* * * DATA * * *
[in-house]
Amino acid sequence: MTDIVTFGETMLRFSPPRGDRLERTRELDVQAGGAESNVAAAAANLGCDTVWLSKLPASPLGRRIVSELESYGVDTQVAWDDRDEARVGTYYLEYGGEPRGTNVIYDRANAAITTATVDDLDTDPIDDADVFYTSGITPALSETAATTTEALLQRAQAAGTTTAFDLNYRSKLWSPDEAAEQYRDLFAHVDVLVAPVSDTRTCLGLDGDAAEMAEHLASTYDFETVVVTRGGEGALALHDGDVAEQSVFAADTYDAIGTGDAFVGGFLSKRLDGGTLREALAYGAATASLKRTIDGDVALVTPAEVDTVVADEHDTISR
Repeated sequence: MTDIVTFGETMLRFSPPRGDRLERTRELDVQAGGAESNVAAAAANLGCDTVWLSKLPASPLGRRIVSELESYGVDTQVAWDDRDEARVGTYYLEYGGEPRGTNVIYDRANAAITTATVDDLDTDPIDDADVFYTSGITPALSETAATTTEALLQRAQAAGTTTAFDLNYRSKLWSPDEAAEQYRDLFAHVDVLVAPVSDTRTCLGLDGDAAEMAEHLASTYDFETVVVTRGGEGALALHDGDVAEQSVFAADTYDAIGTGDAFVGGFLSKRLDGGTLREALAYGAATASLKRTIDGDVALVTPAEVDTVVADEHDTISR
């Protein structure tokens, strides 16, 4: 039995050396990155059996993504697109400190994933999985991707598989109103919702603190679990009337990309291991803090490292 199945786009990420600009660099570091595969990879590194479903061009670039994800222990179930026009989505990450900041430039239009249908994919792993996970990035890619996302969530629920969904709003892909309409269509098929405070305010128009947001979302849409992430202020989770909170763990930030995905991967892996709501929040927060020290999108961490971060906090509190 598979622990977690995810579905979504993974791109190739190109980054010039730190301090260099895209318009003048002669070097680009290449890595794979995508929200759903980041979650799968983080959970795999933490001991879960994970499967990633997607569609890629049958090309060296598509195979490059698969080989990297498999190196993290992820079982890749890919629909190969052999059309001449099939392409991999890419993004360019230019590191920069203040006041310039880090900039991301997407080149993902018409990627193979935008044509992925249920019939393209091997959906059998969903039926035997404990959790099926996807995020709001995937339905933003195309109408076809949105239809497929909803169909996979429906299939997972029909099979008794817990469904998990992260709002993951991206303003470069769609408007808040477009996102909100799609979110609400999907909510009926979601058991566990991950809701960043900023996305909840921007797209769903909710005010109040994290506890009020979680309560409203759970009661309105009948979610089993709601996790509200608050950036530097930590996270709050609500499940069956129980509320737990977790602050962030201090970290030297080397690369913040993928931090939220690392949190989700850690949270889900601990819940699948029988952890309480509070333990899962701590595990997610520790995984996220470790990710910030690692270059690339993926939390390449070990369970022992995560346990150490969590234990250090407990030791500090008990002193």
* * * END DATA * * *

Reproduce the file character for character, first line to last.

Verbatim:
[in-house]
Amino acid sequence: MTDIVTFGETMLRFSPPRGDRLERTRELDVQAGGAESNVAAAAANLGCDTVWLSKLPASPLGRRIVSELESYGVDTQVAWDDRDEARVGTYYLEYGGEPRGTNVIYDRANAAITTATVDDLDTDPIDDADVFYTSGITPALSETAATTTEALLQRAQAAGTTTAFDLNYRSKLWSPDEAAEQYRDLFAHVDVLVAPVSDTRTCLGLDGDAAEMAEHLASTYDFETVVVTRGGEGALALHDGDVAEQSVFAADTYDAIGTGDAFVGGFLSKRLDGGTLREALAYGAATASLKRTIDGDVALVTPAEVDTVVADEHDTISR
Repeated sequence: MTDIVTFGETMLRFSPPRGDRLERTRELDVQAGGAESNVAAAAANLGCDTVWLSKLPASPLGRRIVSELESYGVDTQVAWDDRDEARVGTYYLEYGGEPRGTNVIYDRANAAITTATVDDLDTDPIDDADVFYTSGITPALSETAATTTEALLQRAQAAGTTTAFDLNYRSKLWSPDEAAEQYRDLFAHVDVLVAPVSDTRTCLGLDGDAAEMAEHLASTYDFETVVVTRGGEGALALHDGDVAEQSVFAADTYDAIGTGDAFVGGFLSKRLDGGTLREALAYGAATASLKRTIDGDVALVTPAEVDTVVADEHDTISR
């Protein structure tokens, strides 16, 4: 039995050396990155059996993504697109400190994933999985991707598989109103919702603190679990009337990309291991803090490292 199945786009990420600009660099570091595969990879590194479903061009670039994800222990179930026009989505990450900041430039239009249908994919792993996970990035890619996302969530629920969904709003892909309409269509098929405070305010128009947001979302849409992430202020989770909170763990930030995905991967892996709501929040927060020290999108961490971060906090509190 598979622990977690995810579905979504993974791109190739190109980054010039730190301090260099895209318009003048002669070097680009290449890595794979995508929200759903980041979650799968983080959970795999933490001991879960994970499967990633997607569609890629049958090309060296598509195979490059698969080989990297498999190196993290992820079982890749890919629909190969052999059309001449099939392409991999890419993004360019230019590191920069203040006041310039880090900039991301997407080149993902018409990627193979935008044509992925249920019939393209091997959906059998969903039926035997404990959790099926996807995020709001995937339905933003195309109408076809949105239809497929909803169909996979429906299939997972029909099979008794817990469904998990992260709002993951991206303003470069769609408007808040477009996102909100799609979110609400999907909510009926979601058991566990991950809701960043900023996305909840921007797209769903909710005010109040994290506890009020979680309560409203759970009661309105009948979610089993709601996790509200608050950036530097930590996270709050609500499940069956129980509320737990977790602050962030201090970290030297080397690369913040993928931090939220690392949190989700850690949270889900601990819940699948029988952890309480509070333990899962701590595990997610520790995984996220470790990710910030690692270059690339993926939390390449070990369970022992995560346990150490969590234990250090407990030791500090008990002193």